When the temperature begins to drop, and the scarves, hats, and gloves make their way out of hiding, you might be left wondering what all this could mean for your cat.
Will they be safe dipping a paw out into the freezing weather? Should you be keeping them in overnight? What about the dreaded antifreeze? Read our handy guide for keeping your cat healthy and safe when the winter months hit.
- Keep your cat inside
If your cat enjoys the pleasures of the outside world, it’s crucial to keep an eye on them. Particularly if there’s no strict household rule on their night-time sleeping habits. If your cat is partial to spending the evenings outside, make sure they have easy access to come inside, or better still, lock that cat flap, seal up those windows and keep them inside overnight.
Outdoor cats can freeze to death overnight, especially if it becomes very cold, very quickly. Just remember that if you feel as though it’s too cold, your cat probably feels this way too.
- Get them checked out
As the weather gets cold, it’s crucial that your cat is prepared for what’s ahead. In this case, it could be worth taking your cat to the vets for a check-up. This way, your vet should be able to check out your furry companion to make sure they don’t have any medical problems that will make her vulnerable to the cold.
- Wash and dry their paws
When your cats comes in from their daily activities, grab a towel and give their paws a quick wipe. The drier they are, the less likely they are to feel the cold and develop an illness. If they have particularly muddy paws. Consider giving them a quick wash with a wet paper towel before drying them off.
- Check hidden areas
Ever seen your cat rolling their fur all around that one sunny area outside? That’s because your cat loves to bask in the warmth of that cosy little spot. When inside, a cosy fireplace, a warm human bed or little nook on your sofa are all firm favourite spots, but when Fluffy heads outside in winter? They seek the warmest spot available.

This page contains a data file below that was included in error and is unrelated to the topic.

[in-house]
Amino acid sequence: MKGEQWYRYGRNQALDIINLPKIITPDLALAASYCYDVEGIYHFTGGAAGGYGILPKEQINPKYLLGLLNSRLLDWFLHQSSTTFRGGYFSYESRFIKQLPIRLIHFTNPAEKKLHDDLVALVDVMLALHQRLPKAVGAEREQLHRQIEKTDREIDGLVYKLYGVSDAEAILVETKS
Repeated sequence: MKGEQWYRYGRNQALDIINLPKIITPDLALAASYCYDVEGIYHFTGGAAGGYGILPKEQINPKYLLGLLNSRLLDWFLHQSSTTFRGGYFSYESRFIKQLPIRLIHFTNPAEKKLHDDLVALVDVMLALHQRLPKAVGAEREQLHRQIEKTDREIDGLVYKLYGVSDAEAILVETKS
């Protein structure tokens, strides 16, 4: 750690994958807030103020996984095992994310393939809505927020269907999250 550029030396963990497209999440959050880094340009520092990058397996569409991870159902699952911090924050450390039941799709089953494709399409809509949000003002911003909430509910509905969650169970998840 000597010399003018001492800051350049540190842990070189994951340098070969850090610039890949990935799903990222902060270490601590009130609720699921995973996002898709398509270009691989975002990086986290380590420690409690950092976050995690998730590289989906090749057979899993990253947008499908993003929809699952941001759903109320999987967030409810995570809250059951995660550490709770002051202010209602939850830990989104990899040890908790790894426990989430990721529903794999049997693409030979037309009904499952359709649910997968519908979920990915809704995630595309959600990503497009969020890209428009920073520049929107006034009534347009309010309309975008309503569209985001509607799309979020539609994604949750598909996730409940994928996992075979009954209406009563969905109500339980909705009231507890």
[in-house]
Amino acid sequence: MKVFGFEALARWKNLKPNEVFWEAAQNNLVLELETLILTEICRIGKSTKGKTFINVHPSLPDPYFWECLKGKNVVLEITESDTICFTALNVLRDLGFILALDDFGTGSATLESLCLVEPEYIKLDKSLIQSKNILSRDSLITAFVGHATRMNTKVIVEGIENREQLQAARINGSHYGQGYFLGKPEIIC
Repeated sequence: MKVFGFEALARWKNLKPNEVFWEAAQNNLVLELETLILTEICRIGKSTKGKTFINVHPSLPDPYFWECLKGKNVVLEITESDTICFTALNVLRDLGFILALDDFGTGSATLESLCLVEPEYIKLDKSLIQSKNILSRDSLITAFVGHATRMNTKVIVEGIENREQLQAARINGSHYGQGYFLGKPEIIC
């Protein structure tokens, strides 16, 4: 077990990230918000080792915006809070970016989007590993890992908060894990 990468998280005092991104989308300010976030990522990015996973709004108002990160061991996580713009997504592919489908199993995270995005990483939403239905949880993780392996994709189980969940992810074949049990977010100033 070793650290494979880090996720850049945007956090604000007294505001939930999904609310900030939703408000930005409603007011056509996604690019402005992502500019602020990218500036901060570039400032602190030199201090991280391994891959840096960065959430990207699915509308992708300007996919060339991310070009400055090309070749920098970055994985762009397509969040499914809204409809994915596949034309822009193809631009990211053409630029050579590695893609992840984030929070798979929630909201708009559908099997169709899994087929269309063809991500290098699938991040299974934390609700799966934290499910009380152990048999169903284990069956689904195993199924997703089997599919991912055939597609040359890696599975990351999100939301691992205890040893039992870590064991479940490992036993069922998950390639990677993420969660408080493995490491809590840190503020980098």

This often means they’ll hide out under the bonnet of a car or perch themselves on the tops of your car tyres. Some cats will also sneak into sheds, garages or smaller areas to try and feel the heat. So, make sure to gently bang the sides of your car and check nearby hideouts to ensure they don’t get trapped inside.
- Keep an eye on the ice
Anti-freeze and water coolant can leak from cars without people even noticing. This can look like a harmless puddle to your feline friend but sadly, this can be fatal if ingested by your cat. To help, keep your antifreeze clearly labelled, check for any spills to yours or neighbouring vehicles, and clear up any spills as soon as possible.
- Keep them well covered
Dogs are known for sporting fleecy coats and jackets when out for their wintery walks, but there’s no harm in doing the same for your cat. Many people think that because they naturally come covered in fur, cats don’t really feel the cold. But they’re still at risk in the colder months.
If they love the outside and aren’t inclined to rip off said cover-up, consider sending them on their outside jaunt with a jumper or jacket or cover them with a blanket if your house is particularly cold.
- Personalise your pet
And not with a trip to the hairdressers. When the weather turns arctic, cats are much more likely to become confused, and this can lead to them getting lost. In this case, make sure your cat has been microchipped and if you think they’ll keep it on, consider investing in a cat collar, complete with a tag with their name and your contact details.